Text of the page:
The right to get drunk at home is under threat, Mr Laverriere says
A US man who spent a night in police custody after being arrested at a friend's house party is suing for the right to be drunk on private property.
Eric Laverriere was arrested at a New Year's Eve party in Massachusetts under a law allowing police to detain people who are drunk and deemed to be a danger to others or themselves.
He argues that police had no right to take him from the house when he was not causing any trouble.
"One thing people should be able to do is drink in their own house," he told the Boston Globe newspaper. "That's the beauty of the land of the free."
The local police chief has not commented on the lawsuit.
Mr Laverriere was arrested under Massachusetts state's Protective Custody Law.
He says he had had several beers but was not drunk when police arrived at the party complaining that bottles had been thrown at a passing patrol car.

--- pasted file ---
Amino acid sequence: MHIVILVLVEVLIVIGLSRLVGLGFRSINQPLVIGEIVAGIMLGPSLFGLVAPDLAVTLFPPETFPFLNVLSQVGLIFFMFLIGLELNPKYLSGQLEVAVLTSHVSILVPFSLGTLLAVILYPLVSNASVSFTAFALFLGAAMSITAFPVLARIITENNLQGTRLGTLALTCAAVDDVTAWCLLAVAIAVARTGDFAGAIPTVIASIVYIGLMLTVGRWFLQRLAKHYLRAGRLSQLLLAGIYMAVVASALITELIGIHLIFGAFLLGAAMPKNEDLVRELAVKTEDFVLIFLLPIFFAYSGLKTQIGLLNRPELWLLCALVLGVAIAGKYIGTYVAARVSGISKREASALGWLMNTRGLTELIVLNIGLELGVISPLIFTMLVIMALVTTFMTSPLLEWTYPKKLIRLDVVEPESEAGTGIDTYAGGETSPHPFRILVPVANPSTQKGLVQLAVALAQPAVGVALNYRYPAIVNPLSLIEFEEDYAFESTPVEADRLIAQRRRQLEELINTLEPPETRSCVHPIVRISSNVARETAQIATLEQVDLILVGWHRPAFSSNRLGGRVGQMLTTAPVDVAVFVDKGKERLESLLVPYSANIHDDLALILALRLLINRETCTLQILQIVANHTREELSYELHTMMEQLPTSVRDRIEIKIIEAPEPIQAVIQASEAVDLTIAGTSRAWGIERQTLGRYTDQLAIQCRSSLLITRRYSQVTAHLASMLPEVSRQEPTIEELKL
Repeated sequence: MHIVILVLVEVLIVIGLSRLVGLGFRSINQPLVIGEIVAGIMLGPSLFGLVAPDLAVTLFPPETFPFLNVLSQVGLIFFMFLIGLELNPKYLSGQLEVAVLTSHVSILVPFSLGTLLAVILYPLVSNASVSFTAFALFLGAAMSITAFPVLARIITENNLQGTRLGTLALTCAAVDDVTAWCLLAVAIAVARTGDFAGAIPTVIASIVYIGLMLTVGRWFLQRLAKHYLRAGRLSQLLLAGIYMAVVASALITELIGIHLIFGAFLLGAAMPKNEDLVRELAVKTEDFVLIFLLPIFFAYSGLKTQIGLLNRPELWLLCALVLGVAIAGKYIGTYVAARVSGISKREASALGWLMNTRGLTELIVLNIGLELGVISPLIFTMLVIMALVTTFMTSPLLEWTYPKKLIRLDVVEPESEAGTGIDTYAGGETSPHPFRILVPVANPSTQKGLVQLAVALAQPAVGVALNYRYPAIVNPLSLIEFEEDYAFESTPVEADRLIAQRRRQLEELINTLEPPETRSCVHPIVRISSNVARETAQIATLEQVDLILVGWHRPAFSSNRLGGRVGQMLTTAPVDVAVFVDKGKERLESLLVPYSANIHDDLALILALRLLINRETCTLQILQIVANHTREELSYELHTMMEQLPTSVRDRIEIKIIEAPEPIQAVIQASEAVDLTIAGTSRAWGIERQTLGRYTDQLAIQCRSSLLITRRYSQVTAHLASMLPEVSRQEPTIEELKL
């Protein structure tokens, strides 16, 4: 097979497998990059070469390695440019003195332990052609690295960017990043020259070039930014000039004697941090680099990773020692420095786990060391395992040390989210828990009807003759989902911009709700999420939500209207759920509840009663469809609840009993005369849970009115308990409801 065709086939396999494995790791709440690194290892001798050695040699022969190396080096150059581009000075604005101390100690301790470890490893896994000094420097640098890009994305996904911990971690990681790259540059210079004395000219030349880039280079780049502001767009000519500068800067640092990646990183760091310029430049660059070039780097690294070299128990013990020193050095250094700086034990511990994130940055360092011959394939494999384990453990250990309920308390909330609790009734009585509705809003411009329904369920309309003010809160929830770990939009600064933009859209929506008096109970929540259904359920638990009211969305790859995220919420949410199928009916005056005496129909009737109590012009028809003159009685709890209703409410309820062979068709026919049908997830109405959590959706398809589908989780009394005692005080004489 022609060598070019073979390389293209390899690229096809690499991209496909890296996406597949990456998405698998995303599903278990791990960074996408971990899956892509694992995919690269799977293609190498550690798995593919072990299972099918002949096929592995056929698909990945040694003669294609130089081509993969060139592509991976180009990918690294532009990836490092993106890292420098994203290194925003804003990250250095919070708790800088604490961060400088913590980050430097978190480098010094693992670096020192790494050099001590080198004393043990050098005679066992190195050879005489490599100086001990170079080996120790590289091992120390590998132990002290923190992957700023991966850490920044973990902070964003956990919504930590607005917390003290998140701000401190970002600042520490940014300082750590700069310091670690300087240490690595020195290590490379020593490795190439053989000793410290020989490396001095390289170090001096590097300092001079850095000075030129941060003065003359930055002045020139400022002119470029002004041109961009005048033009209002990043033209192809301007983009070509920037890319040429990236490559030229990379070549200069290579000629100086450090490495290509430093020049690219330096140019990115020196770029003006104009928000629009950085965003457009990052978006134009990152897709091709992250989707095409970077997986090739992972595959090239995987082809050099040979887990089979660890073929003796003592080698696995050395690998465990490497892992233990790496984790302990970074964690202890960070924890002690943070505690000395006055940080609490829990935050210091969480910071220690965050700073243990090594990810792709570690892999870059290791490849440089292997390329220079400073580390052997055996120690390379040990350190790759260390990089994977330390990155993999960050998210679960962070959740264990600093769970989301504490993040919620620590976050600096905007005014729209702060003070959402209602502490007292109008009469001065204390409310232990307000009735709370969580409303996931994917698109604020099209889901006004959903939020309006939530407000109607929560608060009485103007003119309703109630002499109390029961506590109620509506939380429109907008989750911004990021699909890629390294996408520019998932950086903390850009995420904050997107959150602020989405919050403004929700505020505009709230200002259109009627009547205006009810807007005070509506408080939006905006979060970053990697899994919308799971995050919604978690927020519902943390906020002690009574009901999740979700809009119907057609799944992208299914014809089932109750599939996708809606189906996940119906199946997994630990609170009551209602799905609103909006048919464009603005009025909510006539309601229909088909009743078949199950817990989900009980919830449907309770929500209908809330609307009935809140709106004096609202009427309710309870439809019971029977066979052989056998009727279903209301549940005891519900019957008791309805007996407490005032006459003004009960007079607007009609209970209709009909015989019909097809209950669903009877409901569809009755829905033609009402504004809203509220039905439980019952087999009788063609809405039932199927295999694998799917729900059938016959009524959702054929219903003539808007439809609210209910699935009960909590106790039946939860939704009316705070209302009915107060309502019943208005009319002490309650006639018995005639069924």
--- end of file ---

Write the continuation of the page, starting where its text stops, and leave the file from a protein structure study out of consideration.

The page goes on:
When party-goers denied any bottles had been thrown, he says, the officers became angry.
Mr Laverriere says he then picked up a video camera and began filming the police.
An officer removed the camera from his hands and restrained him, injuring his shoulder.
The police report says he was "intoxicated" and seemed unhappy to leave the party.
Mr Laverriere fell to the floor as he resisted attempts to handcuff him, the report says.
A lawyer who has defended the police was quoted by the Associated Press news agency as saying officers were obliged to take a person into custody if they appeared intoxicated and threatening.
Mr Laverriere, who has maintained he was neither drunk nor dangerous at the time, is arguing that his right to be drunk in private is enshrined in the constitution's Fourteenth Amendment.